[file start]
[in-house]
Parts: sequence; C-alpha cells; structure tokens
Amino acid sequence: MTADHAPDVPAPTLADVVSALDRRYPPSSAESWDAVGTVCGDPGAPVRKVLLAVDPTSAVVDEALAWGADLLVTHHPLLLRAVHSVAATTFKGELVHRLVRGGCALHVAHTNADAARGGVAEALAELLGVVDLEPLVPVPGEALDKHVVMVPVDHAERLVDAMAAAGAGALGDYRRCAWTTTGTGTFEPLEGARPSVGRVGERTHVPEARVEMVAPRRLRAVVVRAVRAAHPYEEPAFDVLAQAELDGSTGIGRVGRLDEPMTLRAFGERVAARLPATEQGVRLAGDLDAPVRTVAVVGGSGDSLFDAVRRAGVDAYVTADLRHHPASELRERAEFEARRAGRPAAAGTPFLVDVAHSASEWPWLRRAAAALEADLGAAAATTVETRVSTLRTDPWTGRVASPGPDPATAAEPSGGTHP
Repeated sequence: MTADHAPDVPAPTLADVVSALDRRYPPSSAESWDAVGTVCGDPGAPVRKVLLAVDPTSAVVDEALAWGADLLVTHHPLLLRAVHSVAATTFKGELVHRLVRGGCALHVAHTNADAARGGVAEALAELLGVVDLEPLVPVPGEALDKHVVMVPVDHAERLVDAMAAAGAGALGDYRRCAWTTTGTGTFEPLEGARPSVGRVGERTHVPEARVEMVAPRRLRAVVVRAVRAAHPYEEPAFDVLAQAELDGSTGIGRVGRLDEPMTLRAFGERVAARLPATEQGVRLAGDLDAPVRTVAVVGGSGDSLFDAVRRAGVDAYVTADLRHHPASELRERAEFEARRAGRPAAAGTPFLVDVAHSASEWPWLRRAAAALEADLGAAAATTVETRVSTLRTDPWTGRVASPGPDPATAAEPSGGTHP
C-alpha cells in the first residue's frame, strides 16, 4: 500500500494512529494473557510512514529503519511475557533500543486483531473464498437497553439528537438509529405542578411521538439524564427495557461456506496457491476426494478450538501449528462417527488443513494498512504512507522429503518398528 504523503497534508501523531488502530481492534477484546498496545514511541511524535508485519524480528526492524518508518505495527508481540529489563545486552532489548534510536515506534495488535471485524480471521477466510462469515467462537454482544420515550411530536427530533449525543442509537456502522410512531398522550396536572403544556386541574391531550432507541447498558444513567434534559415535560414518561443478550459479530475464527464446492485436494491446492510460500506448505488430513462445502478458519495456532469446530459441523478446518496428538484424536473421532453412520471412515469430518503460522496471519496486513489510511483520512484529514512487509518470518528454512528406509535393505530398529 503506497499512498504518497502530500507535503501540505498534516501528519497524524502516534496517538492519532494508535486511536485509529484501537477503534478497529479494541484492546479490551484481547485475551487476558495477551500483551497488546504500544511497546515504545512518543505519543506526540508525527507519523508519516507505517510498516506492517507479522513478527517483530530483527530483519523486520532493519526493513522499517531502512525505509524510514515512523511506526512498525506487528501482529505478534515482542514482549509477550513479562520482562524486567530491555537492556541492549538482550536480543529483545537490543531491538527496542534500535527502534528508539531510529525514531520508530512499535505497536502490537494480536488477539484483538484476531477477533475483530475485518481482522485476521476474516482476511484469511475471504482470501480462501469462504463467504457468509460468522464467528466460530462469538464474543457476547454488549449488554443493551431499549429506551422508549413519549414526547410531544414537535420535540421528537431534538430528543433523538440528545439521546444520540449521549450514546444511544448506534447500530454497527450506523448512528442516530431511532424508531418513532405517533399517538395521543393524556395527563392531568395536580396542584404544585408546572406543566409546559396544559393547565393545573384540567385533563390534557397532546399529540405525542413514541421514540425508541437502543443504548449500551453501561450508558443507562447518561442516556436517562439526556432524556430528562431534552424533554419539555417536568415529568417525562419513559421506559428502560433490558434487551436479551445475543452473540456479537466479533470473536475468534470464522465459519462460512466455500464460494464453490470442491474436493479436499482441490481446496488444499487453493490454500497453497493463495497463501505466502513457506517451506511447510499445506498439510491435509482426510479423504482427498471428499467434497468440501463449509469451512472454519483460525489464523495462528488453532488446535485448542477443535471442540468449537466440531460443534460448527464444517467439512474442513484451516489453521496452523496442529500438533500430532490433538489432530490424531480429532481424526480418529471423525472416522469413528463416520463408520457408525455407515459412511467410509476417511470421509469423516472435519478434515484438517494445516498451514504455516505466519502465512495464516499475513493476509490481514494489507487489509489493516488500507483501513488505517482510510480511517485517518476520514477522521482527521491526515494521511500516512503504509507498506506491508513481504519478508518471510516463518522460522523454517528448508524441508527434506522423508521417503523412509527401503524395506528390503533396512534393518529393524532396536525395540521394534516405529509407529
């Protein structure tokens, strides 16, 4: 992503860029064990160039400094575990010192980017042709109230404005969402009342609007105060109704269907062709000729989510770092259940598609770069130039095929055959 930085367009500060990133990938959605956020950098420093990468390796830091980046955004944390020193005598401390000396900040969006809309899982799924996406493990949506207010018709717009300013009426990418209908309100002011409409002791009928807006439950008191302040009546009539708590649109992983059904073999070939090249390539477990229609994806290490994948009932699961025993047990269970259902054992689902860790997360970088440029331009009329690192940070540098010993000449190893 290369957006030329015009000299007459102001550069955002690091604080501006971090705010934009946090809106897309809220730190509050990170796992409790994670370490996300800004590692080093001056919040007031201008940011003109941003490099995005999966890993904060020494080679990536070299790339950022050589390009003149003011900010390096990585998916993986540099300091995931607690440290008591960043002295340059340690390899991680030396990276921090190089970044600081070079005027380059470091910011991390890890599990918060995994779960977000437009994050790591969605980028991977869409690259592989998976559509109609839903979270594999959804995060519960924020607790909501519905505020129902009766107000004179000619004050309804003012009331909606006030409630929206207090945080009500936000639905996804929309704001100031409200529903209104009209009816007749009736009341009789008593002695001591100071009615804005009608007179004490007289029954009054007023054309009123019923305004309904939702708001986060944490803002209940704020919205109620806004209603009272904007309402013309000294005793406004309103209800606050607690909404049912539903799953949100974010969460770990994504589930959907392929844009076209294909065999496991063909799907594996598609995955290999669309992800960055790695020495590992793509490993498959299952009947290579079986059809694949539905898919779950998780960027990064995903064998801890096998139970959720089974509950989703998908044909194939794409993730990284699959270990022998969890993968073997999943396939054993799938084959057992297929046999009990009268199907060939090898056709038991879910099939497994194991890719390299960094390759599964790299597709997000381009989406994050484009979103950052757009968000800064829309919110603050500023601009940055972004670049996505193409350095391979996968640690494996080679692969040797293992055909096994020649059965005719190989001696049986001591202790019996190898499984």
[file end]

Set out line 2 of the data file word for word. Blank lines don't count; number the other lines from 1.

Parts: sequence; C-alpha cells; structure tokens